The Weigh Down Diet
By Gwen Shamblin
Categories: Motivational, Putting God First, Spiritual Living
And so it begins. It's a new year of resolutions and yet the resolutions are nothing new: eat healthier, use that gym membership, stick to one serving of Oreos. Often, one of the goals of any repeating – or by now professional – New Year's resoluter is to lose weight. Even if successful, many people put the weight back on only to add the goal to next year's to-do list.
Well, what if you could "lose weight, stay slim, and find a new you"? Would you do it? (No, this is not a late-night infomercial.) Get ready to be "filled and fulfilled" with The Weigh Down Diet. Gwen Shamblin's approach accentuates "God's power – not 'will-power.' " When it comes to dieting, she says, "Man-made rules will not work" (4).
Nourishment and satisfaction do not come from food, but from God. Unfortunately, "Scripture such as 'Do not worry about what you eat or drink' was long forgotten and replaced with an obsession of worry about missing nutrients and about our human body and its needs" (23). But by shifting the focus from food to faith, a dieter will be successful.
Learning to stop obsessing about food isn't easy. It's a lesson learned by many in the Bible, including Eli, the high priest of Israel who struggled with his weight, and the Israelites, who faced a "Desert of Testing." The Weigh Down Diet shares these Bible stories and others, providing much-needed motivation. Even though Shamblin, a registered dietician and nutritionist, targets the overweight adult in her book, she also serves up a hearty helping of soul food for any hungry soul. She teaches the importance of not approaching food with greed or fear, but instead trusting "how our body was made" and only eating until full (46). Move past the "false god" of food, she says, and never worship it or be enslaved by it again.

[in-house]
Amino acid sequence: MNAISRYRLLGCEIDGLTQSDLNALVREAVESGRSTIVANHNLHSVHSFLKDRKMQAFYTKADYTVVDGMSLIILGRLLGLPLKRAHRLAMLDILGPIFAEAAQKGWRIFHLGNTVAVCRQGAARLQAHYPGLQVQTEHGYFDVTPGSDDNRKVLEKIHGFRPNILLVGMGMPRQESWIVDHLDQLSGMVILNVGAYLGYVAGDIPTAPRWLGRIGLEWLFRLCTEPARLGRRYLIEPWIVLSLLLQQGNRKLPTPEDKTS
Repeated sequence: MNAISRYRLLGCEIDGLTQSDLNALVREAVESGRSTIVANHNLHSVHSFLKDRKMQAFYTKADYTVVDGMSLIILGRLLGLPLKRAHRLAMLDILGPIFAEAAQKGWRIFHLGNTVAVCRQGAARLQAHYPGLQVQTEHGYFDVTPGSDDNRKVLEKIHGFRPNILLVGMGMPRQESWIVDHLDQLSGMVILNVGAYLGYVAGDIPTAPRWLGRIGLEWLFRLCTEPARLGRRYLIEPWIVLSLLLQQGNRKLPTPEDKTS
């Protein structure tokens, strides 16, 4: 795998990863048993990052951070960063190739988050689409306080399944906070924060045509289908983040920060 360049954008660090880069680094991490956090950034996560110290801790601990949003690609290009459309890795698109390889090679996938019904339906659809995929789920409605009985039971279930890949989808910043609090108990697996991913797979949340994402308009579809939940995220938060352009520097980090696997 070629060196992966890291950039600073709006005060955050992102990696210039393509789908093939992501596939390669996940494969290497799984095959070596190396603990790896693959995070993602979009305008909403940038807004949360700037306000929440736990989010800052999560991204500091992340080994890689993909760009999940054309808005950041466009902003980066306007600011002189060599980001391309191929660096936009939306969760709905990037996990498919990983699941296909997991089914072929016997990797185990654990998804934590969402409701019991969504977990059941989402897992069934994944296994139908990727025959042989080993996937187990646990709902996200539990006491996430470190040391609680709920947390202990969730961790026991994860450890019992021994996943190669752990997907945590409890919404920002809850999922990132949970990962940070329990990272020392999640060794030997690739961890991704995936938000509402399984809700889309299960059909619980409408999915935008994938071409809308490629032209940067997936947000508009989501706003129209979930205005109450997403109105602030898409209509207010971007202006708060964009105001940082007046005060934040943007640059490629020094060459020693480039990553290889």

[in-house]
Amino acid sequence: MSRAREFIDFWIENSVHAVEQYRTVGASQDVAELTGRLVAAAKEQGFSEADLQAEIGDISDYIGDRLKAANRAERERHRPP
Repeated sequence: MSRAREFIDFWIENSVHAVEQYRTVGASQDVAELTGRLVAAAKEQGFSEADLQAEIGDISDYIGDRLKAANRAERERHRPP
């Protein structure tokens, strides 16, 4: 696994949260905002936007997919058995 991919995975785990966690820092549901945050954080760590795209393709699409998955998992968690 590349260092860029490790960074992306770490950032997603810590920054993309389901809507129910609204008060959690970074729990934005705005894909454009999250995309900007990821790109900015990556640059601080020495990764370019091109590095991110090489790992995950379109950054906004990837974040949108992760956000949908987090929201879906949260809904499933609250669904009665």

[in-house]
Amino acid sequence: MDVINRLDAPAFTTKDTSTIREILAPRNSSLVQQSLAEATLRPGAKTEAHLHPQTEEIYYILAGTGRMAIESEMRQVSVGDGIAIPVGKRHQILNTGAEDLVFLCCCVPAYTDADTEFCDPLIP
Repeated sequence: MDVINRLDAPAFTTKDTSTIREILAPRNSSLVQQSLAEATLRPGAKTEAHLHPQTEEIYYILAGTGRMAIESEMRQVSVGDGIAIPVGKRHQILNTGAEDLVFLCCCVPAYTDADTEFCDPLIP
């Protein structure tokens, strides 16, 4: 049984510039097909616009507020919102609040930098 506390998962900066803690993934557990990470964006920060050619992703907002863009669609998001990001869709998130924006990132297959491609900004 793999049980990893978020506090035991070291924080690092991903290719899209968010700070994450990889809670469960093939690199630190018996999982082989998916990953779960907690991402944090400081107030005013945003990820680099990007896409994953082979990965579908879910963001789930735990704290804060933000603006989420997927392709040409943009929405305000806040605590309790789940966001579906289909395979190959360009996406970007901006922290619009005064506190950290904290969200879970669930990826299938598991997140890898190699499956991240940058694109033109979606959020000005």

So quit counting calories, and put away that list of dietary dos and don'ts. Turn your heart toward God, "our refuge and strength, a very present help in trouble" (Psalms 46:1). As Shamblin notes, "[S]uccess is when the heart changes, and then the body will follow" (201).
Much like a New Year's resolution, perseverance is important. The same goes for The Weigh Down Diet, which gets momentarily bogged down with diagrams and the detailing of bodily digestive functions. But the book's message is strong and affirmative: "Turning to God ... [is] the missing key to permanent weight loss" (27). And this resolution is lasting.